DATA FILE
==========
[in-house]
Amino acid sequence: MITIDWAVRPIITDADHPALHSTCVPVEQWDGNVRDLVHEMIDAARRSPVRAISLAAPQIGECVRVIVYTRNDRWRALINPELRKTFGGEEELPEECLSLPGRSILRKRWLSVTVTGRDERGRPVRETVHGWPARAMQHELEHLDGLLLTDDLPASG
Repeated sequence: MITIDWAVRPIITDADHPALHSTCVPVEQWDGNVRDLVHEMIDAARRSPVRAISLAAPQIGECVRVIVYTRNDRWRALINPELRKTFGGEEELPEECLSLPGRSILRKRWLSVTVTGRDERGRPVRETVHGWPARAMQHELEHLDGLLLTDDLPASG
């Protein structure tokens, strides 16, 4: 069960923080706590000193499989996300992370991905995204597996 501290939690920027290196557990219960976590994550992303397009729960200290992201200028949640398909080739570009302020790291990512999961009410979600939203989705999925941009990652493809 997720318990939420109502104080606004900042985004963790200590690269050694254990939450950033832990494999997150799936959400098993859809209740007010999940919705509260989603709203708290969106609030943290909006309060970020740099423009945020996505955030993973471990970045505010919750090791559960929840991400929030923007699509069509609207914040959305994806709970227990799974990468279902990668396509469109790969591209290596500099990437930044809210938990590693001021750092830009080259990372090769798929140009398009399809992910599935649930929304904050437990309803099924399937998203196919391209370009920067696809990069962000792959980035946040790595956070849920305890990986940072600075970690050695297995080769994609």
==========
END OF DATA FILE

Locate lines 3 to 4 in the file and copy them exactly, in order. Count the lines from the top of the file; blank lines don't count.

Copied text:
Repeated sequence: MITIDWAVRPIITDADHPALHSTCVPVEQWDGNVRDLVHEMIDAARRSPVRAISLAAPQIGECVRVIVYTRNDRWRALINPELRKTFGGEEELPEECLSLPGRSILRKRWLSVTVTGRDERGRPVRETVHGWPARAMQHELEHLDGLLLTDDLPASG
């Protein structure tokens, strides 16, 4: 069960923080706590000193499989996300992370991905995204597996 501290939690920027290196557990219960976590994550992303397009729960200290992201200028949640398909080739570009302020790291990512999961009410979600939203989705999925941009990652493809 997720318990939420109502104080606004900042985004963790200590690269050694254990939450950033832990494999997150799936959400098993859809209740007010999940919705509260989603709203708290969106609030943290909006309060970020740099423009945020996505955030993973471990970045505010919750090791559960929840991400929030923007699509069509609207914040959305994806709970227990799974990468279902990668396509469109790969591209290596500099990437930044809210938990590693001021750092830009080259990372090769798929140009398009399809992910599935649930929304904050437990309803099924399937998203196919391209370009920067696809990069962000792959980035946040790595956070849920305890990986940072600075970690050695297995080769994609």